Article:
A leaked Danish proposal sparked outrage at Copenhagen climate talks, with developing nations arguing it would consign the world's poor to permanent penury. Meanwhile, UN chief Ban Ki-moon said he was "optimistic" an agreement would be reached.
AFP - The first cracks appeared among developing countries at the UN climate talks on Wednesday, revealing divisions between emerging giants and nations most exposed to the ravages of global warming.
Tensions surfaced despite efforts to restore calm to the 12-day negotiations after a row over an early draft text proposed by Denmark, the conference's chairman.
The tiny Pacific island nation of Tuvalu drove a wedge in the bloc of developing nations by calling for discussions on an amendment to the Kyoto Protocol.
For the first time, it would require China, India and other fast-growing high-population nations to take on legally-binding commitments to slash CO2 pollution after 2013.
The move was swiftly opposed by the big developing countries, ripping open a faultline within the so-called G-77 plus China bloc of 130 nations.
Until now, the group has stood by a diplomatic axiom that has prevailed since the UN climate convention came into being in 1992: rich countries caused global warming, and it was their responsibility to fix it.
According to this stance, only rich nations should be required to sign up to legally-binding emissions curbs under Kyoto.
But small island states and least developed countries -- which supported Tuvalu's move -- have become increasingly worried that such an approach will not rein in a dangerous surge of emissions in the future.
This pollution will come not from the industrialised world but from the high-population economies of China, India and Brazil.
Taukiei Kitara, head of Tuvalu's delegation, told AFP that the proposed constraints "would mostly remain on developed countries but also, partly, on big developing economies as well."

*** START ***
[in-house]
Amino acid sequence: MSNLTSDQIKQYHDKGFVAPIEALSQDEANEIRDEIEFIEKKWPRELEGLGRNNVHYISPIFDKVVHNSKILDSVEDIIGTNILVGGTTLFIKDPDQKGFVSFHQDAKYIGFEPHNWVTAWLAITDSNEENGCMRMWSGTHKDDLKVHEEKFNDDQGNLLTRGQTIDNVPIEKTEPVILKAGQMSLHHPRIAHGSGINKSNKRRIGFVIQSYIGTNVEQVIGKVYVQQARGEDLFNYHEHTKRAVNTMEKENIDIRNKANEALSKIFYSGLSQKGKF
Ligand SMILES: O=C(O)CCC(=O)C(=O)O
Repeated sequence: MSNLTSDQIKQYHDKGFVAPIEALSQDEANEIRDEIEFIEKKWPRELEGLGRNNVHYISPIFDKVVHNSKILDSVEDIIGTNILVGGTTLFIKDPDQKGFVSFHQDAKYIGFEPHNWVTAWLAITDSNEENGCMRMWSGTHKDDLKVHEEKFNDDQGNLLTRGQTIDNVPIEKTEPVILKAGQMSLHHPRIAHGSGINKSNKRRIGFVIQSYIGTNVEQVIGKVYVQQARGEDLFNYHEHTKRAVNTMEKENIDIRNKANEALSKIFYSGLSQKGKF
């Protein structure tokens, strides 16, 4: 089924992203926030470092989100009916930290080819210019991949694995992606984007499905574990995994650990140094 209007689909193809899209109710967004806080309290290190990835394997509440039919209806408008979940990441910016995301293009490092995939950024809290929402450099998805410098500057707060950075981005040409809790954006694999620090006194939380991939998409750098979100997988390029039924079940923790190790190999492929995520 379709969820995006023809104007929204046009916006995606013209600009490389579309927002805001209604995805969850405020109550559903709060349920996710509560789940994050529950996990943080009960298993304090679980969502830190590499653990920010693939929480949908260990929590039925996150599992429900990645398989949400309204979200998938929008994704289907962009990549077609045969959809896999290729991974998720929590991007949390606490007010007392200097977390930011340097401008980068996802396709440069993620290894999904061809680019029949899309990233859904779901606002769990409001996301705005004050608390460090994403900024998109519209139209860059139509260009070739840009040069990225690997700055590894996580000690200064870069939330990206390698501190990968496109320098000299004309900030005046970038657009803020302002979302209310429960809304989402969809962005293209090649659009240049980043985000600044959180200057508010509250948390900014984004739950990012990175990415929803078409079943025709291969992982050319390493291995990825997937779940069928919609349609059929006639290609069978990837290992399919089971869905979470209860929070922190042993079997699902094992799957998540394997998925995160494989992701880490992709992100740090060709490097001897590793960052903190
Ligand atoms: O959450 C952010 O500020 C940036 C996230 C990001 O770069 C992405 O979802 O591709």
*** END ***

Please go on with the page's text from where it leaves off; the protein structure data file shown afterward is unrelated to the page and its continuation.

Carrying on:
Kitara acknowledged that the proposal marked the first serious breach in a hitherto united front.
"We know the implementation of the Kyoto Protocol is not complete and we want to create an impulse for a stronger commitment," Kitara said, referring to the landmark treaty that, under its present commitment period, imposes emissions cuts on rich nations up to 2012.
The 42-member Alliance of Small Island States (AOSIS), including Tuvalu, and the bloc of mainly African Least Developed Countries, have rejected the widely held goal of keeping global temperatures from rising more than 2.0 degrees Celsius (3.6 degrees Fahrenheit) as inadequate.
Only a cap of 1.5 C (2.7 F) compared to pre-industrial times would give these nations a chance of fighting off rising seas or crippling drought, they say.
The Copenhagen conference is taking place under the 194-nation UN Framework Convention on Climate Change (UNFCCC).
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If all goes well, more than 110 leaders from around the world, including US President Barack Obama, Premier Wen Jiabao of China, Indian Prime Minister Manmohan Singh and leaders of the European Union (EU), will seal a historic deal at the climax on December 18.
A framework accord would spell out national pledges for curbing heat-trapping carbon emissions and pump hundreds of billions of dollars in aid to poor countries, providing them with newer technology and the means to toughen their defences against the impact of climate change.
Further talks would be needed, probably throughout 2010, to fill in the details of the skeletal agreement.
Negotiators had sought to restore calm after a row on Tuesday over a leaked 11-day-old early text, proposed by Denmark, that apparently sought to sound out opinion amongst a select number of countries.
The G77 lashed it as an attempted stitch-up that was skewed in favour of rich nations.
But UNFCCC Executive Secretary Yvo de Boer insisted the draft was out of date and had no chance of being endorsed as the final version.
Many delegates expressed exasperation over the row, which they described as bogus or a distraction from the negotiations themselves.
Date created : 2009-12-09